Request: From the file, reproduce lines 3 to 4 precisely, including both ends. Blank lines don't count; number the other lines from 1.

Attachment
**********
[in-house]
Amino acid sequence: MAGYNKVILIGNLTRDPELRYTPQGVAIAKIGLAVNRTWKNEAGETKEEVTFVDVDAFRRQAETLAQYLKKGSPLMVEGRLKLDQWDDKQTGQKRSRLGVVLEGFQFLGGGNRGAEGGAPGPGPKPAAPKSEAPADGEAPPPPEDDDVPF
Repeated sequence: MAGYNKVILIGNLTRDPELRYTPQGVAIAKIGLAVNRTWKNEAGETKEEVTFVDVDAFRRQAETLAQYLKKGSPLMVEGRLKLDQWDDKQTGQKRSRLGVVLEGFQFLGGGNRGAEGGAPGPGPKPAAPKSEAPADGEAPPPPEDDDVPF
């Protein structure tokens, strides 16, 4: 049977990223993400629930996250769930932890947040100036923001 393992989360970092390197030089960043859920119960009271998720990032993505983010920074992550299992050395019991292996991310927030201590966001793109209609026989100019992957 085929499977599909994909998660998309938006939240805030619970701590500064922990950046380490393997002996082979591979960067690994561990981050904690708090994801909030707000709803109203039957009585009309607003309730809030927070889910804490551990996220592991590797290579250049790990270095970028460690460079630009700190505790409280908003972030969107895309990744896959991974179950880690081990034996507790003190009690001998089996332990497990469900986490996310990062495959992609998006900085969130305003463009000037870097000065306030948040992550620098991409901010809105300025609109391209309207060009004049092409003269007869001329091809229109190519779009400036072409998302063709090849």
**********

Repeated sequence: MAGYNKVILIGNLTRDPELRYTPQGVAIAKIGLAVNRTWKNEAGETKEEVTFVDVDAFRRQAETLAQYLKKGSPLMVEGRLKLDQWDDKQTGQKRSRLGVVLEGFQFLGGGNRGAEGGAPGPGPKPAAPKSEAPADGEAPPPPEDDDVPF
């Protein structure tokens, strides 16, 4: 049977990223993400629930996250769930932890947040100036923001 393992989360970092390197030089960043859920119960009271998720990032993505983010920074992550299992050395019991292996991310927030201590966001793109209609026989100019992957 085929499977599909994909998660998309938006939240805030619970701590500064922990950046380490393997002996082979591979960067690994561990981050904690708090994801909030707000709803109203039957009585009309607003309730809030927070889910804490551990996220592991590797290579250049790990270095970028460690460079630009700190505790409280908003972030969107895309990744896959991974179950880690081990034996507790003190009690001998089996332990497990469900986490996310990062495959992609998006900085969130305003463009000037870097000065306030948040992550620098991409901010809105300025609109391209309207060009004049092409003269007869001329091809229109190519779009400036072409998302063709090849």